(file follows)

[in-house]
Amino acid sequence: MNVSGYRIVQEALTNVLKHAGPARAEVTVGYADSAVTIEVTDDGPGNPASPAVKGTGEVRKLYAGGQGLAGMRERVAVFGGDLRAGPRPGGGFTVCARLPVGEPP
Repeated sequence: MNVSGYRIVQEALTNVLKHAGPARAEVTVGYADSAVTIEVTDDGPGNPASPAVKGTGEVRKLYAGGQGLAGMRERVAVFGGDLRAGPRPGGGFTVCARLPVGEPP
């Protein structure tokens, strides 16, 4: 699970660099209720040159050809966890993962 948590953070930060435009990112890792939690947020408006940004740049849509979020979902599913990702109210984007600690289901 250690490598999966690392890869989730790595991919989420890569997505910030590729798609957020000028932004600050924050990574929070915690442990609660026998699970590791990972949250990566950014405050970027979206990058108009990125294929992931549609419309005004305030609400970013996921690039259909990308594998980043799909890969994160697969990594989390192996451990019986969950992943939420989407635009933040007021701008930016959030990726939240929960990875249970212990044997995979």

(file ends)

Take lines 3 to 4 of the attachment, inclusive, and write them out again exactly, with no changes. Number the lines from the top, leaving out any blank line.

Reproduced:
Repeated sequence: MNVSGYRIVQEALTNVLKHAGPARAEVTVGYADSAVTIEVTDDGPGNPASPAVKGTGEVRKLYAGGQGLAGMRERVAVFGGDLRAGPRPGGGFTVCARLPVGEPP
């Protein structure tokens, strides 16, 4: 699970660099209720040159050809966890993962 948590953070930060435009990112890792939690947020408006940004740049849509979020979902599913990702109210984007600690289901 250690490598999966690392890869989730790595991919989420890569997505910030590729798609957020000028932004600050924050990574929070915690442990609660026998699970590791990972949250990566950014405050970027979206990058108009990125294929992931549609419309005004305030609400970013996921690039259909990308594998980043799909890969994160697969990594989390192996451990019986969950992943939420989407635009933040007021701008930016959030990726939240929960990875249970212990044997995979």